The Amazonian Baby Boomers

Most garden variety plots involving giant pharmaceutical companies fit into one loose, but predictable paradigm.

They’re run by powerful coteries of unscrupulous men, driven by the sole goal of fattening the corporate bottom line.

They’re set in impoverished locales, where strange experiments are conducted in secrecy, on groups of ignorant, unsuspecting, and illiterate people.

All in all, they’re consummately evil and inhuman.

In “State of Wonder,” Ann Patchett doesn’t repeat the cliché.

Cutting a wide arc, off the beaten track, her focus is not on the unmitigated vileness and the profit-making motive of such firms per se, but instead, on a few powerful human connections involving the employees of one such concern.

And, in so doing, she tackles the theme of greediness far more imaginatively, gently, and obliquely.

Equal parts rugged jungle adventure and science-fiction, the novel has a grand sweep that does imbue one with a sense of wonder and awe.

Dr. Annick Swenson, former head of gynecology and obstetrics at the Johns Hopkins, has been living in the deep forests of the Amazon, developing a wonder drug that’ll spell the end of in-vitro fertilization, donor eggs, and surrogates.

But no one, including the very people who fund her research, the Minnesota-based Vogel, knows her precise whereabouts. She’s been in absolute isolation, without access to the Internet, or the phone.

To ascertain how far along she’s in her work, pharmacologist Anders Eckman, is sent to track her down. He succumbs to a mysterious fever no sooner than he arrives.

It’s then, that his half-Indian, beautiful, and bright research partner, Marina Singh, embarks on a peril-fraught journey to find out about her friend as well as to find Dr. Swenson, her former medical school professor.

Reluctant, filled with apprehension, and racked by nightmares, Marina flies out from Minneapolis to Manaus, Brazil.

The novel gets wildly interesting with the unexpected appearance of the seductively dignified Dr. Swenson. It progresses at a brisk clip then onward.

The two follow the opaque waters of the slumberous Rio Negro, flanked by impenetrable vegetation and insect-infected bogs to the small village of a rare Indian tribe, whose women hold the secrets to keeping the female reproductive clock ticking forever.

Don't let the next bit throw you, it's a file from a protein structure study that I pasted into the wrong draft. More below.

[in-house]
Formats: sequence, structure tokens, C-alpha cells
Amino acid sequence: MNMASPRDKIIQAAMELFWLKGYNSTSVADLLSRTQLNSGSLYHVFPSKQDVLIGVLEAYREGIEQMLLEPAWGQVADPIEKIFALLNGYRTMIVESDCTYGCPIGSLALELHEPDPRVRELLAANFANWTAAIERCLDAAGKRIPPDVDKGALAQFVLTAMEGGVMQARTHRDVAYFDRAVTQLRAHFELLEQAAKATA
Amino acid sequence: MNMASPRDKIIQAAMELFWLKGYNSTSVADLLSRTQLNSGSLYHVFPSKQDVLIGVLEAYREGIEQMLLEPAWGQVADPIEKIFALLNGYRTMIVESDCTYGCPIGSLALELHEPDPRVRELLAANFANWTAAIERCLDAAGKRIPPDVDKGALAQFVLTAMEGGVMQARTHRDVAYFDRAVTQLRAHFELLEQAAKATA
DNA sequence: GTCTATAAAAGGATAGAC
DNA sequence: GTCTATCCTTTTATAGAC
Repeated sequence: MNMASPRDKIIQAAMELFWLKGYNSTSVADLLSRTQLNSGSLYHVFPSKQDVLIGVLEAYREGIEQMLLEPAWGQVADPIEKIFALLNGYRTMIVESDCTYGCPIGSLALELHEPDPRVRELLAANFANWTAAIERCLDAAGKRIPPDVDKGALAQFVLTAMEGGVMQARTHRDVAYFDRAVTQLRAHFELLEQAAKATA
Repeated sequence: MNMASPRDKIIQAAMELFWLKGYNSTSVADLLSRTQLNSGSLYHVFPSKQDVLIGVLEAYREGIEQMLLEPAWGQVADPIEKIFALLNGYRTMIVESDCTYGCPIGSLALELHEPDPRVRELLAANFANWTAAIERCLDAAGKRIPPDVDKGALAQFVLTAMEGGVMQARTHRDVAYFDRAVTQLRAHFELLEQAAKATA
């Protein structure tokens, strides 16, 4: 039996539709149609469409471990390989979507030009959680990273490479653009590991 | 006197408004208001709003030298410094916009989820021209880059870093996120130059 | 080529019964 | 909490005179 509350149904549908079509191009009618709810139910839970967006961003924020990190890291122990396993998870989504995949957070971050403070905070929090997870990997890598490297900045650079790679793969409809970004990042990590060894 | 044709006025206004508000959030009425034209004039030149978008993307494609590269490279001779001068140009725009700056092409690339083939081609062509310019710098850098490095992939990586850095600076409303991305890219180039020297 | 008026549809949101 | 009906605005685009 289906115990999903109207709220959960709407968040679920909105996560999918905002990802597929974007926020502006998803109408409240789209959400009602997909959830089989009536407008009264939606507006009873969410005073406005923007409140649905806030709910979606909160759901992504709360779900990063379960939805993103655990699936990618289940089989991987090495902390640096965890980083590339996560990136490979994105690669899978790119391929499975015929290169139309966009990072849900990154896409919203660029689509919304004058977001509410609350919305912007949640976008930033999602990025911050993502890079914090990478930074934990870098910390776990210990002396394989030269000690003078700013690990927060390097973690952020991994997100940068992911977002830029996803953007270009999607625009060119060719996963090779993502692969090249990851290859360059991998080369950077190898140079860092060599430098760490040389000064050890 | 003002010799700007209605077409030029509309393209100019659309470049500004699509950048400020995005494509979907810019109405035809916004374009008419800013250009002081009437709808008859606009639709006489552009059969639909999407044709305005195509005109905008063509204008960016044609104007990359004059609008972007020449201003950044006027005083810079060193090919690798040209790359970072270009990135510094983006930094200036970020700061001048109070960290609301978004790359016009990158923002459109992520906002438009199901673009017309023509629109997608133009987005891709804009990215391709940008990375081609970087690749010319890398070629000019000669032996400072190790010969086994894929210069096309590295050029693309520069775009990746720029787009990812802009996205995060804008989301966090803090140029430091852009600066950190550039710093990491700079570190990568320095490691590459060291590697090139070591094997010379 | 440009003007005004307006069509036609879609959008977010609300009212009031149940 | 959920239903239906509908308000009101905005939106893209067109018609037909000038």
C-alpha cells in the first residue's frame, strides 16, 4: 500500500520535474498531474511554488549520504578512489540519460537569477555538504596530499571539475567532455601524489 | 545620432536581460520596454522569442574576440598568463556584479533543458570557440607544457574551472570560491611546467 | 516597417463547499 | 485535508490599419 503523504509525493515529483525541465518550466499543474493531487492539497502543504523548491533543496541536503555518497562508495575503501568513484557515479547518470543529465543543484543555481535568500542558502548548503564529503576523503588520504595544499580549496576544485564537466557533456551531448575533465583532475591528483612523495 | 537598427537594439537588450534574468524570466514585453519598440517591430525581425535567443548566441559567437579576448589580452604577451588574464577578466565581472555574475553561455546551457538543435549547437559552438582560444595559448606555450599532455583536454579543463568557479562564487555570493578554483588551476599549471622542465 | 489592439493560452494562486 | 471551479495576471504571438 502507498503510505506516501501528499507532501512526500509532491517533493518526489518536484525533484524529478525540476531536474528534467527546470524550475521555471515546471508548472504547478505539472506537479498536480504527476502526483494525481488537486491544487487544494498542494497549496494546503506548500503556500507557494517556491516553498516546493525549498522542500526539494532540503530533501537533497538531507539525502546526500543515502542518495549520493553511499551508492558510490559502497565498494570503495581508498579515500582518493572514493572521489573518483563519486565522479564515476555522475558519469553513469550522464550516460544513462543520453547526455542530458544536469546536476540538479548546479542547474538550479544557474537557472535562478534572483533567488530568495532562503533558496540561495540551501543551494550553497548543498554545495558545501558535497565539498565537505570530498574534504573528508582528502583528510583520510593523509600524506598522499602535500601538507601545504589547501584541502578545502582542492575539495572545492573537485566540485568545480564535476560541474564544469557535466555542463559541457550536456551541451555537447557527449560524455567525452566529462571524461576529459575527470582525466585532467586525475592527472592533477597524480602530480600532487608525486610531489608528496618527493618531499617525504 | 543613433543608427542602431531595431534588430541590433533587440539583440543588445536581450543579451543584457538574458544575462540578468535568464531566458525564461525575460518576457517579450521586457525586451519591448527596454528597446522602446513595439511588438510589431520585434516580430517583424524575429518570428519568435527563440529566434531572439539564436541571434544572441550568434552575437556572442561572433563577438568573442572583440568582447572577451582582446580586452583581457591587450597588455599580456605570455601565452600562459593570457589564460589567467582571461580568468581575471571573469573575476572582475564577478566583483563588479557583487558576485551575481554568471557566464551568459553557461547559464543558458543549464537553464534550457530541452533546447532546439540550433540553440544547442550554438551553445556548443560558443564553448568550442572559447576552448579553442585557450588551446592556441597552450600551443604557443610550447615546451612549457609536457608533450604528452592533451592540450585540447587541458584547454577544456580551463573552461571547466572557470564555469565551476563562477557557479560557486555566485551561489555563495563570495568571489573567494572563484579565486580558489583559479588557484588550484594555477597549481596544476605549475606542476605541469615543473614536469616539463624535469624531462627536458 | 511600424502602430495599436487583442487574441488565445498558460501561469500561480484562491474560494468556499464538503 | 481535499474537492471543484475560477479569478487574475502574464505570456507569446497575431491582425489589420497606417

The relation between Marina—who still reveres her teacher and finds it difficult to contradict her—and Dr. Swenson—a reserved, authoritative, stern figure, and who will not, for a moment, let go of her control of the situation, is at best, formal.

But their emotional equation takes a surprising turn. Impressed by her student’s ability to kill an anaconda with a mere machete, perform a cesarean with a pair of shoehorns and buckets, and her sheer Tarzan-esque skills, Dr. Swenson would like her to stay on in the Amazon and collaborate.

Presumably, she is attached to Marina, if not attracted.

Marina is conflicted, torn between many loyalties—allegiance to her job, to her boss and lover, and caring for her mentor. She settles for returning to her old vanilla life, which brings an excitingly unconventional mission to a humdrum finale.

The men are depicted as mostly mushy. They behave wimpishly, are incapable of enduring hardship, and fall easy prey to tropical ailments. They don’t broker shady deals. There are no hapless human guinea pigs. Dr. Swenson is her own subject.

A big idea to ponder over is, if women could bear children till the end of their lives, should they?


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